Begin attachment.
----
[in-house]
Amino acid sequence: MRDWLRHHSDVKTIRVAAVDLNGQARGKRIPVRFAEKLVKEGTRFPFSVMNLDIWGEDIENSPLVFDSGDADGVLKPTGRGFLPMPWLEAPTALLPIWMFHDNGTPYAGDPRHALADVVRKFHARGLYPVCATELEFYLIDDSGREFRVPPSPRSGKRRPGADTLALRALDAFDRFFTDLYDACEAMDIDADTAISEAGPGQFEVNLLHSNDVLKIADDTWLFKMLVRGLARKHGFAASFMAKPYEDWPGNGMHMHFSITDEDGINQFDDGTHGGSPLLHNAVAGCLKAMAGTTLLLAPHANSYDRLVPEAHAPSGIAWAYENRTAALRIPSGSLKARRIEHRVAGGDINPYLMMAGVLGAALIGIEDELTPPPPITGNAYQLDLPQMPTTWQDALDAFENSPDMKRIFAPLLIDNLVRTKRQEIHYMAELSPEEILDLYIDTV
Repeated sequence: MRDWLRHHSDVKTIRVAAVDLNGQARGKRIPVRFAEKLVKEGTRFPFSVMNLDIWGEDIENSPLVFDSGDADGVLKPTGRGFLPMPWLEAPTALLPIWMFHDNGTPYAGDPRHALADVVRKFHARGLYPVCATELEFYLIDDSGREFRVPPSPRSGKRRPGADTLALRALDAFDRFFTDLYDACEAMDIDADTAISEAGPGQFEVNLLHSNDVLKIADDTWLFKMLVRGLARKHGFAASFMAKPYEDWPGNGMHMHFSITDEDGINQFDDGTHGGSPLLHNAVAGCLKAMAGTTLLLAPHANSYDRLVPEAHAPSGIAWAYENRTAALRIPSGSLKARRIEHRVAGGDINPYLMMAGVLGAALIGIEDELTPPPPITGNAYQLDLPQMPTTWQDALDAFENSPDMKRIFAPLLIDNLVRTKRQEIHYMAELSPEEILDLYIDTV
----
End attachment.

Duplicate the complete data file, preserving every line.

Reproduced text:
[in-house]
Amino acid sequence: MRDWLRHHSDVKTIRVAAVDLNGQARGKRIPVRFAEKLVKEGTRFPFSVMNLDIWGEDIENSPLVFDSGDADGVLKPTGRGFLPMPWLEAPTALLPIWMFHDNGTPYAGDPRHALADVVRKFHARGLYPVCATELEFYLIDDSGREFRVPPSPRSGKRRPGADTLALRALDAFDRFFTDLYDACEAMDIDADTAISEAGPGQFEVNLLHSNDVLKIADDTWLFKMLVRGLARKHGFAASFMAKPYEDWPGNGMHMHFSITDEDGINQFDDGTHGGSPLLHNAVAGCLKAMAGTTLLLAPHANSYDRLVPEAHAPSGIAWAYENRTAALRIPSGSLKARRIEHRVAGGDINPYLMMAGVLGAALIGIEDELTPPPPITGNAYQLDLPQMPTTWQDALDAFENSPDMKRIFAPLLIDNLVRTKRQEIHYMAELSPEEILDLYIDTV
Repeated sequence: MRDWLRHHSDVKTIRVAAVDLNGQARGKRIPVRFAEKLVKEGTRFPFSVMNLDIWGEDIENSPLVFDSGDADGVLKPTGRGFLPMPWLEAPTALLPIWMFHDNGTPYAGDPRHALADVVRKFHARGLYPVCATELEFYLIDDSGREFRVPPSPRSGKRRPGADTLALRALDAFDRFFTDLYDACEAMDIDADTAISEAGPGQFEVNLLHSNDVLKIADDTWLFKMLVRGLARKHGFAASFMAKPYEDWPGNGMHMHFSITDEDGINQFDDGTHGGSPLLHNAVAGCLKAMAGTTLLLAPHANSYDRLVPEAHAPSGIAWAYENRTAALRIPSGSLKARRIEHRVAGGDINPYLMMAGVLGAALIGIEDELTPPPPITGNAYQLDLPQMPTTWQDALDAFENSPDMKRIFAPLLIDNLVRTKRQEIHYMAELSPEEILDLYIDTV